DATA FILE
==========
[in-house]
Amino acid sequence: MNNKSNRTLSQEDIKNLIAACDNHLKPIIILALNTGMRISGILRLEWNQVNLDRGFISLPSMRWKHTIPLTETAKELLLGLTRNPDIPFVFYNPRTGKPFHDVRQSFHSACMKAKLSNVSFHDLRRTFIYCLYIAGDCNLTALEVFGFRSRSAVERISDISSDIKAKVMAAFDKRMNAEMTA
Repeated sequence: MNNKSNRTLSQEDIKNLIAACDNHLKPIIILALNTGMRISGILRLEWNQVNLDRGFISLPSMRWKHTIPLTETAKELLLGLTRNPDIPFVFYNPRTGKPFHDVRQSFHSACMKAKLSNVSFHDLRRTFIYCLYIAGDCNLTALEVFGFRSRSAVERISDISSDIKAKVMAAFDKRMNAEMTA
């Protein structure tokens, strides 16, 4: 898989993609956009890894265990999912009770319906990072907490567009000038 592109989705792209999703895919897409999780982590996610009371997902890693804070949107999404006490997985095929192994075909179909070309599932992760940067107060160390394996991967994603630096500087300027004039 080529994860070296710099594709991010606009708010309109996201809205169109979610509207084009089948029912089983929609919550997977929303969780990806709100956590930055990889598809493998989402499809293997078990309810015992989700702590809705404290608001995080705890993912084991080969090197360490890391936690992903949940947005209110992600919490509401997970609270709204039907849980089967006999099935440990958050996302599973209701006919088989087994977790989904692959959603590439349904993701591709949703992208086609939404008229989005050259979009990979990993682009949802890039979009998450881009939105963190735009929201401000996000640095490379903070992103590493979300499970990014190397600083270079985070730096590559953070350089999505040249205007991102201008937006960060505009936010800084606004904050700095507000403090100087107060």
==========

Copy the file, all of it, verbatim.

[in-house]
Amino acid sequence: MNNKSNRTLSQEDIKNLIAACDNHLKPIIILALNTGMRISGILRLEWNQVNLDRGFISLPSMRWKHTIPLTETAKELLLGLTRNPDIPFVFYNPRTGKPFHDVRQSFHSACMKAKLSNVSFHDLRRTFIYCLYIAGDCNLTALEVFGFRSRSAVERISDISSDIKAKVMAAFDKRMNAEMTA
Repeated sequence: MNNKSNRTLSQEDIKNLIAACDNHLKPIIILALNTGMRISGILRLEWNQVNLDRGFISLPSMRWKHTIPLTETAKELLLGLTRNPDIPFVFYNPRTGKPFHDVRQSFHSACMKAKLSNVSFHDLRRTFIYCLYIAGDCNLTALEVFGFRSRSAVERISDISSDIKAKVMAAFDKRMNAEMTA
């Protein structure tokens, strides 16, 4: 898989993609956009890894265990999912009770319906990072907490567009000038 592109989705792209999703895919897409999780982590996610009371997902890693804070949107999404006490997985095929192994075909179909070309599932992760940067107060160390394996991967994603630096500087300027004039 080529994860070296710099594709991010606009708010309109996201809205169109979610509207084009089948029912089983929609919550997977929303969780990806709100956590930055990889598809493998989402499809293997078990309810015992989700702590809705404290608001995080705890993912084991080969090197360490890391936690992903949940947005209110992600919490509401997970609270709204039907849980089967006999099935440990958050996302599973209701006919088989087994977790989904692959959603590439349904993701591709949703992208086609939404008229989005050259979009990979990993682009949802890039979009998450881009939105963190735009929201401000996000640095490379903070992103590493979300499970990014190397600083270079985070730096590559953070350089999505040249205007991102201008937006960060505009936010800084606004904050700095507000403090100087107060």